Although carbon-composition resistors are less expensive than wire-wound and film resistors, their resistance increases when the temperature deviates significantly from 20 degrees Celsius, as shown in Figure 2.
For moderate temperature variations, the resistance changes by only a few percents, so we can usually treat carbon-composition resistors as linear resistors.
Ceramics of tin oxide and antimony bound with glass are used to create composition resistors. In circuits where the resistors must be able to withstand voltage or energy surges, ceramic-composition resistors shine.
Electronic devices that use integrated circuits (ICs) can be as simple as a network of resistors or as complex as a microprocessor with millions of tiny resistors and transistors. An integrated circuit “wafer” is a piece of extremely pure silicon.
Since pure silicon contains so few free charge carriers, it makes for a poor conductor. Tiny regions of silicon are diffused with carefully measured amounts of elements that supply free electrons, transforming the regions into highly conductive resistors.
Definition: The property exhibited by devices whose resistance does not change uniformly with changes in voltage or current.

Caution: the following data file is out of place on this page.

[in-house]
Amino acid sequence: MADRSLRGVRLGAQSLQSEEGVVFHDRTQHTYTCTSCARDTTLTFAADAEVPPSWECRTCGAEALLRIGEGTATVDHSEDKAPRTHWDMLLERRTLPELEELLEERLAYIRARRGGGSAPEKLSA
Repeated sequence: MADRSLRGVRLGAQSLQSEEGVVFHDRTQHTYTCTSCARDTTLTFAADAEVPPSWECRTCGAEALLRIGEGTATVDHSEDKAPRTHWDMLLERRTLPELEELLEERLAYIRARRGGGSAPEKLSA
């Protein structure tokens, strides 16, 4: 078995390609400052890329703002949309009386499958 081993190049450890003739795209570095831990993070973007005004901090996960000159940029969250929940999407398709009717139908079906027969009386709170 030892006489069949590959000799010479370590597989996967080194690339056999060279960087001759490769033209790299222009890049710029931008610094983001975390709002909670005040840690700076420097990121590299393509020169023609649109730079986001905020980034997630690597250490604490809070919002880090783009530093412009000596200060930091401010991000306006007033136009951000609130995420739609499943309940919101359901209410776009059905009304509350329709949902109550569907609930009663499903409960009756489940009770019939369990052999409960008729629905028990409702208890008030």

When an incandescent light bulb is turned on, the tungsten filament rapidly increases in temperature and resistance.
The filament in a standard 60-watt 120-volt lamp has a resistance of 240 Ω when white hot, but only 18Ω when cooled to room temperature.
To put it another way, an incandescent light bulb is a nonlinear resistor. When a lamp is first turned on, it draws an inrush current that is exponentially higher than its steady-state draw.
As luck would have it, the lamp filament is so light that it can reach a white heat in under a millisecond. So, as can be seen in Figure 3, the current peak won’t last long.
However, incandescent light bulbs necessitate switches that are built to withstand the high inrush current. Stove heating elements, for example, are typically crafted from an alloy with a very small temperature coefficient to prevent dangerously high inrush currents.
Figure 4 depicts the relationship between voltage and resistance for an incandescent light bulb.
A resistor with a large negative temperature coefficient, called a thermistor, can be used to limit inrush currents.